DESPITE THE ONGOING popularity of cruises — the original all-inclusive travel experience — corporate planners have historically been slow to embrace their land-based brethren, the all-inclusive resort. That seems to be changing.

According to Gary Ross, a group sales manager for Sandals, which is one of the oldest all-inclusive resort brands: “I think the connotation was that all-inclusive resorts were down-market. It took a chain like ours, that has a premium product, with an all-inclusive package price, to start opening it up to incentives.”

The corporate incentive business “is clearly a growing segment in the [all-inclusive] market,” says Gary Sain, executive vice president of Yesawich, Pepperdine, Brown & Russell, a Florida-based marketing company that specializes in the travel industry. Representatives of several major all-inclusives interviewed for this article confirm that they are now vigorously going after corporate incentives, including insurance and financial services.

A primary factor in the blossoming relationship between corporate planners and all-inclusive resorts, according to Sain, is a “more high-end product” — the kind of upscale facilities that planners look for when choosing incentive venues. “There are some very reputable names in the all-inclusive market, and you know they are going to deliver incentive winners all the important things they are looking for,” he says.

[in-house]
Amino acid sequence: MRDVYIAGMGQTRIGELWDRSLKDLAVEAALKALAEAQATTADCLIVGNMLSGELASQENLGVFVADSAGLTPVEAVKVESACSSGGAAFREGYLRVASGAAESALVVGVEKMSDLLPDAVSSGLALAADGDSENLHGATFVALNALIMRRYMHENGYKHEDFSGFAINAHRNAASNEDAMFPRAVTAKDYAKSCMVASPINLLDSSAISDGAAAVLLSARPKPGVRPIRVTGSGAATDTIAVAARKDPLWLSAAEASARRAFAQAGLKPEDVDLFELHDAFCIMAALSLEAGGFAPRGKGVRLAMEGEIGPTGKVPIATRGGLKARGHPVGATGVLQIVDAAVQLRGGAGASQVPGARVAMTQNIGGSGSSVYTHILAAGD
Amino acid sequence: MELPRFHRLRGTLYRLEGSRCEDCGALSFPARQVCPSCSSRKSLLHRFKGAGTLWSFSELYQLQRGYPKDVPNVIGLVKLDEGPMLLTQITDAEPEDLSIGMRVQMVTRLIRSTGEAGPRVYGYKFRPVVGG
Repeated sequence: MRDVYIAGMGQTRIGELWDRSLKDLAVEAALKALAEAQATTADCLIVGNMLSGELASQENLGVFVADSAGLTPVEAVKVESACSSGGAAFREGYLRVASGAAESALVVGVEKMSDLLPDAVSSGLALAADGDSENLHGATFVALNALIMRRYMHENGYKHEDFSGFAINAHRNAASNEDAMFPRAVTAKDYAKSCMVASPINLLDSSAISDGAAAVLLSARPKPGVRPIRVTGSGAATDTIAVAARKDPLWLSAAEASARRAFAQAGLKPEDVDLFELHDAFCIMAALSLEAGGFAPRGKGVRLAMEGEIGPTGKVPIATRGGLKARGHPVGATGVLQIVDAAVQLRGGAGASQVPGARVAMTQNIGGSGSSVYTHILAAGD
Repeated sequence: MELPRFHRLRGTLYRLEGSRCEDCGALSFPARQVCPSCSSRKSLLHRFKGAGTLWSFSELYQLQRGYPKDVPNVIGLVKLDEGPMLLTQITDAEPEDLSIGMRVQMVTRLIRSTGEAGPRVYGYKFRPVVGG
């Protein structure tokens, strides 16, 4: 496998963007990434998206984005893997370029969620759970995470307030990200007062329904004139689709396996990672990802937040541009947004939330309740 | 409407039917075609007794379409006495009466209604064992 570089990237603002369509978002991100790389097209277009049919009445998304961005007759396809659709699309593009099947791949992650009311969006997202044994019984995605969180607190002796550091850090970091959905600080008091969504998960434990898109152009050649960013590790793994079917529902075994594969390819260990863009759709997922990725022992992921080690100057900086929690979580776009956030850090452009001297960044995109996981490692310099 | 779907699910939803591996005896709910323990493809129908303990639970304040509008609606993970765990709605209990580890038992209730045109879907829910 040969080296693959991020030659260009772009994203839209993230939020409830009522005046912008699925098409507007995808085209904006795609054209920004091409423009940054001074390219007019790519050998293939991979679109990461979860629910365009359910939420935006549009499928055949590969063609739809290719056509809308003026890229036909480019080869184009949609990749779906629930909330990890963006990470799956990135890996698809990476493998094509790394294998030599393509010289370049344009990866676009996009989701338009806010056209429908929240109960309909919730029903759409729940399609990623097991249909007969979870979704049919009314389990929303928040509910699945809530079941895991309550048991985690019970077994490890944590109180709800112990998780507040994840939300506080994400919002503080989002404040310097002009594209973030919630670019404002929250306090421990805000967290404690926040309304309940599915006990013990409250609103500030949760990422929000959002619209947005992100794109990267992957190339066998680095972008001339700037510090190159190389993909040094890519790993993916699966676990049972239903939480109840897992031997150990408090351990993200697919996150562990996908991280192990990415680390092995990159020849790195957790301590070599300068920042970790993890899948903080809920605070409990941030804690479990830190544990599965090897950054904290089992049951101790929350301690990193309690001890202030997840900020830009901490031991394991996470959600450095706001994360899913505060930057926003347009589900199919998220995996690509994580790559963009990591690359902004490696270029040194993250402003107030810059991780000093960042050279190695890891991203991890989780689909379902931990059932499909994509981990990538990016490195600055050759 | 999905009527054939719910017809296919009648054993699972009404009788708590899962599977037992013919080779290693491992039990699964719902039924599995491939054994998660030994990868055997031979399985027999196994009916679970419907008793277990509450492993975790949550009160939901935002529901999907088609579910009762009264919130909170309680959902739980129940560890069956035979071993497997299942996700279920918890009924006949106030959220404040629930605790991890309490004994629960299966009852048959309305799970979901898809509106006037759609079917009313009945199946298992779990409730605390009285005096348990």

Bill Dwyer, director of national accounts, groups and incentives for Superclubs, says his company, which “proactively” began mining the incentive market about 18 months ago, has seen a substantial increase in incentive business at its upscale Grand Lido Resorts.

For example, Dwyer says, the Grand Lido Negril has done several million dollars' worth of incentive business in the first three months of this year, compared to virtually nothing two years ago.

Club Med, which has historically marketed its all-inclusive resorts to leisure travelers, has “made a concerted effort to get our product quality up to the demands of the corporate meeting planner,” says Paula Hayes, vice president of sales and transportation at Club Med's North American headquarters in Coral Gables, Fla. A key aspect of Club Med's efforts to attract incentive business, Hayes says, has been its determination to get away from forcing corporate groups “to fit into our environment, rather than vice versa.” As a result, the resorts can be flexible and adapt to the planner's needs.

Ron Roy, vice president business travel and distribution, Sol Meliá Hotels & Resorts, says his company has “absolutely made a conscious effort” to attract more incentive business. “We know our physical product is as good as any,” says Roy of the dozen all-inclusive resorts in Sol Meliá's Americas Division. He adds that his company has concentrated on the kind of staff training that ensures that incentive groups visiting his resorts “will be treated like winners.”

Sain predicts that all-inclusive resorts will continue to gain popularity as a venue for corporate incentive programs. “Package the resort experience with all-inclusive pricing,” he says, “and it becomes a very compelling proposition.”